A couple of commentators crystallize what is becoming the conventional wisdom about Wade Guyton's Instagram provocation last month, a few days before one of his paintings headlined a heavily hyped sale at Christie's. It's the idea, first expressed by a giddy Jerry Saltz, that Guyton is trying "to tank his own market by flooding it with confusing real-fake product."
Marion Maneker expressed concern that the Guyton's "threat" to create "a whole series of works from the previously unique printing of an image file" had backfired, and if we were all obsessed with his market now instead of his work, it's basically Wade's fault. From Art Market Monitor:
It's hard to tell whether Wade Guyton is inadvertently steering the conversation away from his art and toward his market or whether the artist has simply fallen prey to the Barbra Streisand effect where the more one tries to deflect attention to an event, the greater the interest.I just don't buy it.
As Guyton's own Instagram photo above showed, the Times [and Christie's themselves] had already made him the poster child for anxiety marketing for a auction that was actually full of guarantees and third-party pre-bids. If Guyton really wanted to destabilize his market, he could just pull a Cady Noland and demand the auction house remove his name from a work. This did not happen. Instead he reaffirmed the central element of his practice: that his paintings are each machine-printed renderings of infinitely reproducible digital files, whose uniqueness derives from the circumstances of their production. And record resale prices continued apace.
[How uncontroversial was Guyton's backup copy situation? Christie's auctioneer Loic Gouzer made--and signed--his own batch and sold it as an edition of 10, with proceeds going to Leonardo diCaprio's favorite shark conservation charity.]
If it did anything, Guyton's Instagram posts served as public critique of the Auction Week hype. It was a way to align himself critically against the system of relentless commodification--and to inoculate his work against the charges of speculation and cynicism that are leveled against auction stars. Even while his work was jostling around in the center of the hypercapitalist scrum.
Perhaps it's not fair to blame Maneker for toeing Carol Vogel's NY Times line, but he did it again in the very next paragraph, about the art market's very next get-together. In her Art Basel roundup, Vogel made a lot of hay about Guyton giving each of five dealers "a black painting, all the same size and all made from the same disk." Guyton calls it "a way of talking about the repetitive experience of seeing similar artworks throughout a fair and embracing that aggressively by showing almost identical works."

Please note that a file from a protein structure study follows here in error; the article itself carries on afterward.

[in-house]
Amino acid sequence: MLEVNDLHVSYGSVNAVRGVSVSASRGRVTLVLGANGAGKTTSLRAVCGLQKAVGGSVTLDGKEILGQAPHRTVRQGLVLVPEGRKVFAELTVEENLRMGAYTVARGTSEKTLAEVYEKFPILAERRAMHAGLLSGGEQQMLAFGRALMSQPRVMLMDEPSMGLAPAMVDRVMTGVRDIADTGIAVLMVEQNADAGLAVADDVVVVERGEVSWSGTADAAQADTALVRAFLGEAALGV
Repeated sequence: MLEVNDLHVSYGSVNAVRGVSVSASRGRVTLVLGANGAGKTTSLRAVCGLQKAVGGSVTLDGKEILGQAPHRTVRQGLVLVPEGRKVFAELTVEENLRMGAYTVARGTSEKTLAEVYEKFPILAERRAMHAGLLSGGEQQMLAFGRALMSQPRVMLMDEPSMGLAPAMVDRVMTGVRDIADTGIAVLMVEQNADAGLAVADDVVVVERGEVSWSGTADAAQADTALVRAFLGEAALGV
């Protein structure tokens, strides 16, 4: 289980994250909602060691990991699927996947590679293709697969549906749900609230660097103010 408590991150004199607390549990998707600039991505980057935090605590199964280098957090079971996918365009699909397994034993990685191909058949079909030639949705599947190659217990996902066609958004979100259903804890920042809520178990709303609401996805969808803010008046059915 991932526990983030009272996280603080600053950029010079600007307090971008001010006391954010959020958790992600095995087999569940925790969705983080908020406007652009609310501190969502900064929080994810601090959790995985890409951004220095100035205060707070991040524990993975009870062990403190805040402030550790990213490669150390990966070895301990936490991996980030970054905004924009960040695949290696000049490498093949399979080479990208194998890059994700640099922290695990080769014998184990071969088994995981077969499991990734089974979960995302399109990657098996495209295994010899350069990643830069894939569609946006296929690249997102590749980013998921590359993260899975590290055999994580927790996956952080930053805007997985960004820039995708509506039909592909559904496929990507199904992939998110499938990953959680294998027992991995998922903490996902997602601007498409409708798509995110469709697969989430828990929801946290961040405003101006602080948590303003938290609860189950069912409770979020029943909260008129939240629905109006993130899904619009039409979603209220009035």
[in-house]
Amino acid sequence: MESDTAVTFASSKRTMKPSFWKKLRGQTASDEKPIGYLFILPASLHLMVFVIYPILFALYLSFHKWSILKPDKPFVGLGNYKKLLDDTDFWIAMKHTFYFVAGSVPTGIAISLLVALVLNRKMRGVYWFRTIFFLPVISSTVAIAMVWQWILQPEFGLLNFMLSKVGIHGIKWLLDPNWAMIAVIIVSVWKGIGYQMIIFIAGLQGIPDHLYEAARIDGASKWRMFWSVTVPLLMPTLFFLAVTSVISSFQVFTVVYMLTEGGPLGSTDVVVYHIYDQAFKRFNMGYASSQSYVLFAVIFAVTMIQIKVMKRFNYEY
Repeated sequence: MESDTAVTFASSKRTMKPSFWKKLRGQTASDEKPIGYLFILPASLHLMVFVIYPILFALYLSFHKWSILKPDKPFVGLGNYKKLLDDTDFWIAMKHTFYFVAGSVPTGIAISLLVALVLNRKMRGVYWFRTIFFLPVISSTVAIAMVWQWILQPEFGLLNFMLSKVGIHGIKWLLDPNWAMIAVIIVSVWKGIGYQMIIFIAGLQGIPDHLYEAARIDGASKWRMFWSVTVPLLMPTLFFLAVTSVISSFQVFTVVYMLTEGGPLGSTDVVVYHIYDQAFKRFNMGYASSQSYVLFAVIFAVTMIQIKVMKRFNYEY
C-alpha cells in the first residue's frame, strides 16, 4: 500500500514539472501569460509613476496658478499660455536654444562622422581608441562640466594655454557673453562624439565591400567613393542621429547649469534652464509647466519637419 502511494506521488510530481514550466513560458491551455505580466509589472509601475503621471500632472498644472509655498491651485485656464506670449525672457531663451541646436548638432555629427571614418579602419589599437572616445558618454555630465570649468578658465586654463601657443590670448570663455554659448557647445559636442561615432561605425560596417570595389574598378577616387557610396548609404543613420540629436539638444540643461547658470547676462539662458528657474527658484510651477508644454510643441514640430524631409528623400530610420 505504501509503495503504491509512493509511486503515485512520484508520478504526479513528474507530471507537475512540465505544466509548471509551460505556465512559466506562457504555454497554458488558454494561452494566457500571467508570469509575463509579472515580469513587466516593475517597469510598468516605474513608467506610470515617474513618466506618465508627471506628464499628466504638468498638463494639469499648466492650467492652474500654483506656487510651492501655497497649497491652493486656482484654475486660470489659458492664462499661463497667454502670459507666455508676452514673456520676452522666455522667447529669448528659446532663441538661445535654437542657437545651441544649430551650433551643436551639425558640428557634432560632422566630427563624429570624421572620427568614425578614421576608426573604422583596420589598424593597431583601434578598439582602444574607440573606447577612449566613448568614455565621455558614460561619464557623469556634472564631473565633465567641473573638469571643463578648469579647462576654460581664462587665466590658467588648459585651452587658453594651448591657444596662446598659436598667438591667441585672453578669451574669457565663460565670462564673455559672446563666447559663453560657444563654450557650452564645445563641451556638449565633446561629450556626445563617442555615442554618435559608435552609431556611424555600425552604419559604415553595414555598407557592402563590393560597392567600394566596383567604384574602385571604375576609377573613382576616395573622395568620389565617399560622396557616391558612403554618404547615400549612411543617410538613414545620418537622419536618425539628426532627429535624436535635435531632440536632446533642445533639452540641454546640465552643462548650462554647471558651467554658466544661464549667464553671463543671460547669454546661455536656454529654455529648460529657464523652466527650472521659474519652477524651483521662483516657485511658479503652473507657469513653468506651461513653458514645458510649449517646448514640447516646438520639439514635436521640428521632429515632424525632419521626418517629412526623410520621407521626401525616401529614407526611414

Which is taken by Maneker to be the artist's "ploy" to "orchestrate his market" and emphasize the arbitrage-friendly chasm between the insider/primary vs speculator/secondary channels. Except that's exactly how almost every artist deals with auction spikes, as any art market monitor would know.
And there's another salient fact that's missing: Guyton makes all his black paintings from the same "disk," or as we call it nowadays, a "file." It's called bigblack.tif, and there's a screenshot of it in Scott Rothkopf's essay for the Whitney's 2012 OS exhibition catalogue.
installation view, 2008 Black Paintings show, Galerie Chantal Crousel
And he makes them in groups that at first seem indistinguishable. In 2007-8, he made three shows in a row, at Friedrich Petzel (NY), Chantal Crousel (Paris) and Portikus (Frankfurt) of nearly identical black paintings, installed identically. Just this spring, he recreated his entire 2008 show at Crousel, black plywood floor and all. Everything was the same. Except for the things that weren't.
John Kelsey wrote in the 2010 Black Paintings catalogue:
What this work displays is the difference between sending information and receiving aesthetic objects in the gallery, or what happens when "black" moves from desktop to printer to museum, and whatever is lost along the way. The monochrome is a record of circulation. As it is copied and communicated, discrepancies are produced. And these are what now stand in for painting.Guyton: it's the little differences. And those are precisely what is lost when paintings are seen one at a time, in auction catalogues, art fair slideshows, and drifting by in infinite Instagram scrolls. Guyton's inky black paintings cast a harsh light on the impoverished experience of art-as-shoppertainment, of paintings decontextualized from the artist's practice and the flow in which they were conceived, and remerchandised as, well, merchandise. Paintings remain ruthlessly efficient units of exchange even though they're often no longer optimal units of aesthetic experience. That divergence marks what's lost when painting becomes nothing more than, as Ben Davis's timely quote of John Berger puts it, "a celebration of private property."
But it also marks a shift in artistic practice. Guyton's just one of many artists who create on the scale of the series, the installation, the context, the network, not the lone object. Rather than throw up his hands, or lalalala pretend it's not happening, Guyton's recent actions show him to be conscious of the art market's experiential crisis, and actively seeking out a way to engage or overcome it without throwing his paintings on the fire.